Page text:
The music is more in line with the movies than the games, opting for techno-drum-n-bass that remains for the entire experience. I suppose it’s to show that this Resi isn’t about being scared but about being a bad-ass motherfucker who wipes out whole neighbourhoods of zombies. Maybe if the game could even half keep up with that premise it would work.

Bad connection command. Can you repeat that last?
For the first time ever a Resident Evil game is positively brimming with multiplayer modes.

The first is your basic 4-player co-op throughout the campaign, which considering the mental age of your A.I. squad-mates is pretty much essential. You all choose your characters and can revive each other when you go down; a massive improvement over the instant deaths of single-player. The only problem? It doesn’t work so well.

I played with a few friends and we encountered issues I haven’t seen before in any game ever. I’ll try to explain it as best I can using letters. A is hosting and B and C have joined. It’s all going smooth until B realises he can’t see C moving at all, and vies versa. There’s no reason for this, but it means B and C can no longer work together because they can’t see each other. A is now playing with two people he can see fine, but who can’t co-ordinate except around him. It utterly destroys the co-op experience and actually makes it more tedious than playing on your own. So the one saving grace of the merciless single-player is broken. Well done.

I also experienced invisible zombies, my infection meter rocketing to the bottom in a few seconds, aid sprays not registering in my inventory and even more issues with basic function. Now I have very slow internet and that could be a factor, but it handles most of my online gaming without any issues at all. Just in the last week I’ve played Borderlands, Gears 3 and Mass Effect 3 with no problems. Come to think of it, Resi 5 was pretty shaky online and so was Lost Planet 2. Maybe it’s a Capcom problem, but neither of those games required online co-op like a fucking saline drip.

Gears of Evil anyone?

To complement the co-op there’s a host of interesting competitive modes. Team Attack mode is basic Team Deathmatch and works well enough with the ORC engine but provides nothing to draw you away from the behemoths. Biohazard tasks each team with finding vials of the G-Virus and the team with the most wins; the least interesting mode on offer.

Heroes is a unique idea; one team is packed with Resi legends like Leon S. Kennedy, Claire Redfield and Jill Valentine, while the other team are Umbrella cronies such as Ada Wong and HUNK. The Hero team don’t respawn but can take enormous amounts of damage, while the Umbrella team have limited respawns and go down as normal.

The result is a tense and exciting match of ganging-up and hunting down familiar and much-loved characters from the franchise. I can’t tell you how satisfying it is to finally be able to knife your least-favourite character in the face!

Survivor takes the Left 4 Dead template and puts a competitive twist on it. One chopper; two teams. It’s a frantic and vicious game where getting to the finish first is more important than killing the opposing team. This does result in a lot of cheap mêlée kills and grenade-showers though, and the extraction site can become a brutal killing field that rewards the lucky and not the most skilled.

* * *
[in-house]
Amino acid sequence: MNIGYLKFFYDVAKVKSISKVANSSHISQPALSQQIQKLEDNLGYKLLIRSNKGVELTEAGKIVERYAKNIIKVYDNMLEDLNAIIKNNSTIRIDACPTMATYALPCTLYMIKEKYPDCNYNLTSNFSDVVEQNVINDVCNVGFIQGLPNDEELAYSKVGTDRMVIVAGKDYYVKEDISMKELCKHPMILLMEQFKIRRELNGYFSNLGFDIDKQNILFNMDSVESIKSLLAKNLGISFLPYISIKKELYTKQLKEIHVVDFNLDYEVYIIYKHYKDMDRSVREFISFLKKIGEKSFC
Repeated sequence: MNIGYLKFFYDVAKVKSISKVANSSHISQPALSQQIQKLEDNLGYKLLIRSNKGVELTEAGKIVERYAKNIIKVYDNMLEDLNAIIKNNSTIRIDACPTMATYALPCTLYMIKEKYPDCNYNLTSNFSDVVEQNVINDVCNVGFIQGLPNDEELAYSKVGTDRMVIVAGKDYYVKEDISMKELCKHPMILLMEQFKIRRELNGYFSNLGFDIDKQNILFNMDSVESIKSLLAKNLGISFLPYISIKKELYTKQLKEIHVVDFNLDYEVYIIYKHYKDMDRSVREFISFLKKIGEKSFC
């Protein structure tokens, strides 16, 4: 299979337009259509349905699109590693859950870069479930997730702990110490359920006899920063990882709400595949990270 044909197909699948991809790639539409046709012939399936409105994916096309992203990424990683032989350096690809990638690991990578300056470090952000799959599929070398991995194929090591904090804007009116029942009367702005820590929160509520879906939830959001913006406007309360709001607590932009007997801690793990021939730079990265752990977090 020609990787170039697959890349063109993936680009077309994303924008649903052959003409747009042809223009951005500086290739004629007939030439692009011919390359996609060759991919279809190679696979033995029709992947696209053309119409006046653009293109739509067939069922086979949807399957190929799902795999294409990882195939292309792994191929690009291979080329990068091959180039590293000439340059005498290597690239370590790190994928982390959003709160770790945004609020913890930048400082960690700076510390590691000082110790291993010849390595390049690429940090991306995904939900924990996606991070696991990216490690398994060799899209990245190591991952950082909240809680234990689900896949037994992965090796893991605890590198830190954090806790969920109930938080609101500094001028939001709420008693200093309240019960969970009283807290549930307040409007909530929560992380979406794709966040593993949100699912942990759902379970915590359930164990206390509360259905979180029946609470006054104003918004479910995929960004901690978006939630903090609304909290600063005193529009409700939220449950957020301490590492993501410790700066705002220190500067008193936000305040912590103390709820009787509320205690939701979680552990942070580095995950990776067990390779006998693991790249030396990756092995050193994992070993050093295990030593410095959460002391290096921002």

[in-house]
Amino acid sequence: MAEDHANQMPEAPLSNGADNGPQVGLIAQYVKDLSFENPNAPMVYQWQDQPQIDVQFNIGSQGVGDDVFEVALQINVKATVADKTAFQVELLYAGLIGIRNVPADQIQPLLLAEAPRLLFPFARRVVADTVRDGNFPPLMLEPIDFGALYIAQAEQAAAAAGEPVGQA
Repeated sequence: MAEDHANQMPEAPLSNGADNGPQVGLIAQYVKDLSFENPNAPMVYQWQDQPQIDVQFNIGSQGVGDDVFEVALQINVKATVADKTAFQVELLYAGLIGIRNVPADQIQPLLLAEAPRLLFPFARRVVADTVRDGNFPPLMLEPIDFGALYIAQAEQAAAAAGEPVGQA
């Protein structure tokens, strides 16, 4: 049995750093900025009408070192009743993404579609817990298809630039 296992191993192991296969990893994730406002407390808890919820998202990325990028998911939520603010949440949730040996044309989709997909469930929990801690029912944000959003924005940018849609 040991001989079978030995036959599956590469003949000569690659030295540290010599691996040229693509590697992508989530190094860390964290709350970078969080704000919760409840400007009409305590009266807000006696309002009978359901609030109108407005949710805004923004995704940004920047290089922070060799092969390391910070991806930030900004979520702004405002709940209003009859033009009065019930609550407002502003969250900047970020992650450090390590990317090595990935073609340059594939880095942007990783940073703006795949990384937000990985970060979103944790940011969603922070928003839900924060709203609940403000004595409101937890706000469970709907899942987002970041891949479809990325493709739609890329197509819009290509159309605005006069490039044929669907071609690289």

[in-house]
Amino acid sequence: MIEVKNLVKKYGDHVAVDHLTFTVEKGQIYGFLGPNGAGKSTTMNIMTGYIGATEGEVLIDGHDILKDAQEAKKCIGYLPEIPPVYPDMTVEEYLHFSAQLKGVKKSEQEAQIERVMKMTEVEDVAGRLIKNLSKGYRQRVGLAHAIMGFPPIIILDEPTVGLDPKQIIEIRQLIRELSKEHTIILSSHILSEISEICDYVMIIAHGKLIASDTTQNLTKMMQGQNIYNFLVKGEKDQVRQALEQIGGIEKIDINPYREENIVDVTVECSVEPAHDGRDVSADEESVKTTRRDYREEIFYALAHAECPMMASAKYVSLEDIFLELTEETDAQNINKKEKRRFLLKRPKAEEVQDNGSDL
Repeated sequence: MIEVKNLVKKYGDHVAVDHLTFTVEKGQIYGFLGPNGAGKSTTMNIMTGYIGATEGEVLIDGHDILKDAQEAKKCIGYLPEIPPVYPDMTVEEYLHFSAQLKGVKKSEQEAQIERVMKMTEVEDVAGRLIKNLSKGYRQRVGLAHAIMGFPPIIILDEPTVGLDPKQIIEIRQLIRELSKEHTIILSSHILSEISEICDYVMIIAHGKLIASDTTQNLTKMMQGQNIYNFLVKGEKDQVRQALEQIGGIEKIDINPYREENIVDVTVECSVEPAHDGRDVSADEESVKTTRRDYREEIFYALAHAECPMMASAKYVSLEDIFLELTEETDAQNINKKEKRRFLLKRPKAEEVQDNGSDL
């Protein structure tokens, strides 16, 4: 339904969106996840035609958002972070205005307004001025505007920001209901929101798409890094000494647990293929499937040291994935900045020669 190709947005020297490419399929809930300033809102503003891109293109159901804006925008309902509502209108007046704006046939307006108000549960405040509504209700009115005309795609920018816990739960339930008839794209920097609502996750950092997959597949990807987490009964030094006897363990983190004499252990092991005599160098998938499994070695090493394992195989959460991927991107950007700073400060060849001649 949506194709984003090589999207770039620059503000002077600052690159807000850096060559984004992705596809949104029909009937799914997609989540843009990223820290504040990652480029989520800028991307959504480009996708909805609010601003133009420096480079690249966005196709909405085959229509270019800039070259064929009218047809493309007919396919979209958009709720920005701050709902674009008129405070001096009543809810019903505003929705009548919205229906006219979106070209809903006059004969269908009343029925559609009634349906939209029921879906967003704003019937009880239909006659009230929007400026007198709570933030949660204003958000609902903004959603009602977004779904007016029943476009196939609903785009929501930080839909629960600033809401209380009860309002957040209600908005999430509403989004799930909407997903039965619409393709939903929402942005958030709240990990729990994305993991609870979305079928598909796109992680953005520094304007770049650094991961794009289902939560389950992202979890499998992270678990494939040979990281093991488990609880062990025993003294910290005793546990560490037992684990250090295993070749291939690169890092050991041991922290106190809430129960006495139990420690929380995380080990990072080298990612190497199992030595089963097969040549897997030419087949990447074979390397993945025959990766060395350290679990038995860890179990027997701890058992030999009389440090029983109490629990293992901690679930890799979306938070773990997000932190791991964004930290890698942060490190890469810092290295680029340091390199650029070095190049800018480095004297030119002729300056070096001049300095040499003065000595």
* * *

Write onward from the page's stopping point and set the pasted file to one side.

It’s plagued by the same issues as any versus mode; over-skilled players annihilating everyone, trolls attempting to team-kill, team-mates refusing to revive anyone under a certain level; the usual pathetic bullshit. It’s mostly clean in my experience though and there’s a lot of fun to be had here if competitive multiplayer is your bag. The constant presence of zombies in every mode can be a grind at times and I’ve often been swamped when trying to take out an opponent, giving them a getaway and denying me the kill.

I can see why Slant Six would’ve thought it was cool to keep the zombies and considering it’s Resident Evil it wouldn’t have been right to just leave them out. Still, they’re a constant irritation that can often dampen the fun of an otherwise enjoyable set of multiplayer modes.

Mission successful?
Operation Raccoon City was high on my anticipation list and I was thrilled when I was chosen to review it. While I didn’t expect the next exceptional instalment in the series (I’m waiting for Resi 6 for that), I expected a hell of a lot more than this.

While the multiplayer is interesting and can be fun, the campaign is plagued with so many issues that it’s practically unplayable. Overall it’s a promising attempt to tell a different side of the Resident Evil story but is absolutely destroyed by some of the worst game design I’ve ever seen on the Xbox 360. Everything seems crafted to piss you off or get in your way, the levels are poorly constructed and turn into desperate dashes for survival and not thrilling action set-pieces.

The Resi Evil lore is thrown around like a bad joke as if saying ‘Umbrella’ and ‘T-Virus’ a lot would make it all acceptable. Instead it makes long-term Resi fans like myself feel cheated. It’s similar to the feeling you get when a book you love gets made into a fast-and-lose cash-cow movie, or a movie you adore gets an insultingly bad game adaptation. I thought Capcom’s involvement would ensure that ORC didn’t turn out too badly, but it seems all they did was sign over the licenses and bugger off to work on Resi 6.

If you’ve got Gold, I’d say give it a try; you might find some enjoyment in the multiplayer modes, although the novelty of playing TDM in zombie-infested Raccoon City and filling Leon Kennedy full of hot lead wears off pretty quick. If you’re one of the few who still haven’t plugged in, don’t even bother renting it.

Operation Raccoon City has one of the worst single-player experiences I’ve ever seen, and for a franchise that prides itself on terrifying, solo experiences that’s just unacceptable.